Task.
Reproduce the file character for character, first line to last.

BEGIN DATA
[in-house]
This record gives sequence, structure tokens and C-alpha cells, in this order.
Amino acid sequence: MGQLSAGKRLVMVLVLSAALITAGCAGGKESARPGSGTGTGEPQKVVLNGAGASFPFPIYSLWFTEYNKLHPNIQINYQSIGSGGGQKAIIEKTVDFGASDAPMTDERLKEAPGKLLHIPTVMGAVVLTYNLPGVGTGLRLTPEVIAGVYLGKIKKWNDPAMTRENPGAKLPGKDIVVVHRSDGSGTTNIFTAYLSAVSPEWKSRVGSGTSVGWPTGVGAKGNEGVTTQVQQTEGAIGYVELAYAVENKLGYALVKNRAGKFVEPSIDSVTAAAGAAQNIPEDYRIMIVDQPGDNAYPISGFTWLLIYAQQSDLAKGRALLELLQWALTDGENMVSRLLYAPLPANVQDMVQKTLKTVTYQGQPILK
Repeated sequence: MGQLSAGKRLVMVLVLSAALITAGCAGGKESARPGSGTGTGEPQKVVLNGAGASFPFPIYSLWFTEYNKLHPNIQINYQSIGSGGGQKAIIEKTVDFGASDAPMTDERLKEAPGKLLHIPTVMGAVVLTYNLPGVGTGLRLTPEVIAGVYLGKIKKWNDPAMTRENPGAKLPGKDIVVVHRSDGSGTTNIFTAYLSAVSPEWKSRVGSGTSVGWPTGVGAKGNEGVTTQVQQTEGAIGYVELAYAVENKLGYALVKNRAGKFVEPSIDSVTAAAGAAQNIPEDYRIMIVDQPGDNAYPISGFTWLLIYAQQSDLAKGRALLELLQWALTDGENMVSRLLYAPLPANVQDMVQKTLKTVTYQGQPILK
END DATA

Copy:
[in-house]
This record gives sequence, structure tokens and C-alpha cells, in this order.
Amino acid sequence: MGQLSAGKRLVMVLVLSAALITAGCAGGKESARPGSGTGTGEPQKVVLNGAGASFPFPIYSLWFTEYNKLHPNIQINYQSIGSGGGQKAIIEKTVDFGASDAPMTDERLKEAPGKLLHIPTVMGAVVLTYNLPGVGTGLRLTPEVIAGVYLGKIKKWNDPAMTRENPGAKLPGKDIVVVHRSDGSGTTNIFTAYLSAVSPEWKSRVGSGTSVGWPTGVGAKGNEGVTTQVQQTEGAIGYVELAYAVENKLGYALVKNRAGKFVEPSIDSVTAAAGAAQNIPEDYRIMIVDQPGDNAYPISGFTWLLIYAQQSDLAKGRALLELLQWALTDGENMVSRLLYAPLPANVQDMVQKTLKTVTYQGQPILK
Repeated sequence: MGQLSAGKRLVMVLVLSAALITAGCAGGKESARPGSGTGTGEPQKVVLNGAGASFPFPIYSLWFTEYNKLHPNIQINYQSIGSGGGQKAIIEKTVDFGASDAPMTDERLKEAPGKLLHIPTVMGAVVLTYNLPGVGTGLRLTPEVIAGVYLGKIKKWNDPAMTRENPGAKLPGKDIVVVHRSDGSGTTNIFTAYLSAVSPEWKSRVGSGTSVGWPTGVGAKGNEGVTTQVQQTEGAIGYVELAYAVENKLGYALVKNRAGKFVEPSIDSVTAAAGAAQNIPEDYRIMIVDQPGDNAYPISGFTWLLIYAQQSDLAKGRALLELLQWALTDGENMVSRLLYAPLPANVQDMVQKTLKTVTYQGQPILK